South side Peoria native and Manual High School alum Terrion Williamson returns to her hometown to discusses her first book. Williamson will share her thoughts on "Scandalize My Name: Black Feminist Practice and the Making of Black Social Life" at the Peoria Public Library - Lincoln Branch at 3:00 p.m on May 21.
Williamson is an Assistant Professor of African-American and African Studies, with joint appointments in American studies and Gender, Women and Sexuality Studies at the University of Minnesota. She sets the tone for "Scandalize" early by reiterating how black feminism has been grounded in women working outside academia, and women who are particularly poor and working class. Like many black academics, Williamson comes from a poor, working class black community.
"And that totally shapes the way in which we come at questions," said Williamson. "Particularly thinking about the early stages of what gets talked about as second wave feminism in the 70's and 80's. But even in a more contemporary moment, which is thought of as third wave or even fourth wave feminism."
As more young people entered the academy and not necessarily those who were first generation college students, Williamson noted that feminist conversation evolved to some extent, but that black feminism in particular remained fundamentally rooted in a working class ideology and space.
"That doesn't mean that everyone who considers themselves a black feminist is working class or comes from that space," said Williamson. "But generally that's where that work has been grounded and has shaped the discourse in particular kinds of ways I think are really important for not only black feminism, but thinking about feminism more broadly."
So how does feminism more broadly, (read: white feminism) differ from black feminism? Williamson used work as one example, where early feminism pushed for women to be able to work in the same kinds of places with opportunities on par with men.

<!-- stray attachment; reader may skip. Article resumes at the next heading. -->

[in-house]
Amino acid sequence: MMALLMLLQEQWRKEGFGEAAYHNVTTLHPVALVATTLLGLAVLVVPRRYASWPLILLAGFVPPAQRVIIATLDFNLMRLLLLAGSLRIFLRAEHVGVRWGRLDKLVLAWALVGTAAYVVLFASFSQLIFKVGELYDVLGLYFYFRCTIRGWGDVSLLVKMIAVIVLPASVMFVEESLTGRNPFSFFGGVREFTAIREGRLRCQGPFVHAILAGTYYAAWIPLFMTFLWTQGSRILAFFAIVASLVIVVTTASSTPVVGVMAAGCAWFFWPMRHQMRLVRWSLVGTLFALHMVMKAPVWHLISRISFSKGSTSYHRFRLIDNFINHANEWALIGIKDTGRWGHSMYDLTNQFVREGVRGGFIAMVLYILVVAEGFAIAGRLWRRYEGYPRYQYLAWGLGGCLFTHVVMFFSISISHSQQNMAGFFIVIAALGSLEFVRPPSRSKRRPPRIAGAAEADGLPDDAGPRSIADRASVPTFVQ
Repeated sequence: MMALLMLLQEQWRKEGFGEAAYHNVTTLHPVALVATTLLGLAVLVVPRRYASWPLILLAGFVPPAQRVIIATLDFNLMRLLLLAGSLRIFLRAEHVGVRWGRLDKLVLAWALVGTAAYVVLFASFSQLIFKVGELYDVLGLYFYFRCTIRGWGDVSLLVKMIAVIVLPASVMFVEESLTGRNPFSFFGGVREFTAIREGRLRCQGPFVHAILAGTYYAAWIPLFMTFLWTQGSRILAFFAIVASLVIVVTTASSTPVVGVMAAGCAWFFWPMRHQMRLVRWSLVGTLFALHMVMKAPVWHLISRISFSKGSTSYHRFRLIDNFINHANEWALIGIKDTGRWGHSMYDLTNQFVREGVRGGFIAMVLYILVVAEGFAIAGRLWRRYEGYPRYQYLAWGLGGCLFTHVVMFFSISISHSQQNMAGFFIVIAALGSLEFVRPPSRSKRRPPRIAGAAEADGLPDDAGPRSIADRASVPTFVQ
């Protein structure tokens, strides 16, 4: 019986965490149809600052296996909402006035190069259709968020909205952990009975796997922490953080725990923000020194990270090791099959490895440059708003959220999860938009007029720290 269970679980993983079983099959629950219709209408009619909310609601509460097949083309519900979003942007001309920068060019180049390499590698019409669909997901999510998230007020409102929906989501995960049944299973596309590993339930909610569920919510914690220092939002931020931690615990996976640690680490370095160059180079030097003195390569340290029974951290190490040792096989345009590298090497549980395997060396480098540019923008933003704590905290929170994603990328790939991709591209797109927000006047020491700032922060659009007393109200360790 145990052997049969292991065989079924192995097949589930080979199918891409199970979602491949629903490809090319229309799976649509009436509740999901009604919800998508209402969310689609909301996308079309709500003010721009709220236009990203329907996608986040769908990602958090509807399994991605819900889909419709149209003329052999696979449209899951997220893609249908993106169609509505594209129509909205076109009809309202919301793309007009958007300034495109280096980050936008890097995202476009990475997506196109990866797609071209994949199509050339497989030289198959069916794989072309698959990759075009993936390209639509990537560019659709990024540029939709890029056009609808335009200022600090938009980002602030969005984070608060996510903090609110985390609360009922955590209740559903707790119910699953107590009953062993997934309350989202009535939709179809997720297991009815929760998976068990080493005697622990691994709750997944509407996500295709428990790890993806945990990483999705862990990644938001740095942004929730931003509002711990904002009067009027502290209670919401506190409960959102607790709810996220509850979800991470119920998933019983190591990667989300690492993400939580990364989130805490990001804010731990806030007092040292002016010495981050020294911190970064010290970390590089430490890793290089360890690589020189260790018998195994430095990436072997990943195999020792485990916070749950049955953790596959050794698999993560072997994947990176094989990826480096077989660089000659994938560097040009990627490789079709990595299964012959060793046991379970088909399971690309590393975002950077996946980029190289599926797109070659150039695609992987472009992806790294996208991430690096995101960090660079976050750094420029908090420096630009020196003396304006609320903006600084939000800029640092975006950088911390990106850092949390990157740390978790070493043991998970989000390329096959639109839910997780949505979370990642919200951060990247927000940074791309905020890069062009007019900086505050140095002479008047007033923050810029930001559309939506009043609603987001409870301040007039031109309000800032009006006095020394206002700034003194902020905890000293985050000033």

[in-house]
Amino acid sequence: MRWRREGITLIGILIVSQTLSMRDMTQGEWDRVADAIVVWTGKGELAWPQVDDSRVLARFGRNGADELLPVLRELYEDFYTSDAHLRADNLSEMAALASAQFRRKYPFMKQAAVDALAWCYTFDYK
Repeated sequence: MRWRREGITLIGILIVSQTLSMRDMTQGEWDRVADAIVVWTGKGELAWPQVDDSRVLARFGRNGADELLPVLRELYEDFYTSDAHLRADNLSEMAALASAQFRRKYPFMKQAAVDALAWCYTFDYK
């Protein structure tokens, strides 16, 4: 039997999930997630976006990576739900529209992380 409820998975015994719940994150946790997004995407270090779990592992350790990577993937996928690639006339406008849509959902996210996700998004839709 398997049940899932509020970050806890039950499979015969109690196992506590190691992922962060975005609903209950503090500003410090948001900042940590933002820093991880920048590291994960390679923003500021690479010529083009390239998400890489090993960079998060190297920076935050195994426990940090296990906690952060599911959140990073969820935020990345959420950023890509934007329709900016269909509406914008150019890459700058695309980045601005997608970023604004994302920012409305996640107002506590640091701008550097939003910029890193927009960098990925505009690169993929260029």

"For black women, we rarely have the opportunity to NOT work," said Williamson. "That work has been a fundamental part of our existence, even back in slavery when we were forced to work, and forced to work in particular kinds of way. And that becomes important because it changed the whole discourse and narrative around what feminism is, and who it is for."
Williamson incorporated media heavily into her arguments in "Scandalize My Name," specifically reality TV aimed at black audiences, as well as music. She used Karyn White's 1988 R&B hit song "Superwoman" as the starting point for examining the stereotype of the "black superwoman." She said the idea has been brewing since grad school when she wanted to write an entire book about reality television, as she recognized certain tropes emerging on especially shows aimed at black audiences. Anger was one such trope.
"Part of what I'm trying to do by way of my book is to get out of the conundrum that occurs by way of trying to think of media representations only in terms of good or bad. Negative or positive. Ultimately I feel those are unanswerable questions. I can make a case for a particular kind of show being a negative representation of black women, but there may be someone else who might suggest that image is liberatory for some reason," said Williamson.
She said during these conversations, the "experts" or those considered academics often have the loudest megaphones. She's trying to change that dynamic by embedding reality television themes into her arguments.
"Whatever one feels about the rightness or wrongness of particular kinds of representations or certain shows, I have found there are conversations occurring on reality television that are happening in few other places," said Williamson.
Keyshia Cole's reality show was one she relied on heavily to talk about drug addiction and its effect on black families. She said her generation had parents and close family members affected by the 1970's crack epidemic.
"And so the places where the generational conversations about what the crack epidemic meant and how it has affected our communities and our families showed up on reality television shows in ways that weren't showing up in another places," said Williamson.
Domestic assault and sexual assault is another topic Williamson saw addressed where it wasn't being given a conversation elsewhere.
"The ways black women are affected by domestic violence and sexual assault are so rarely talked about in public discourse, but are so fundamentally important to BE talked about because if affects our life so deeply," said Williamson. "And these reality television shows become the sites where those conversations can be had. I've had those conversations with those in the academy as well as with people who I know and love and care about who have never sat in a college classroom."
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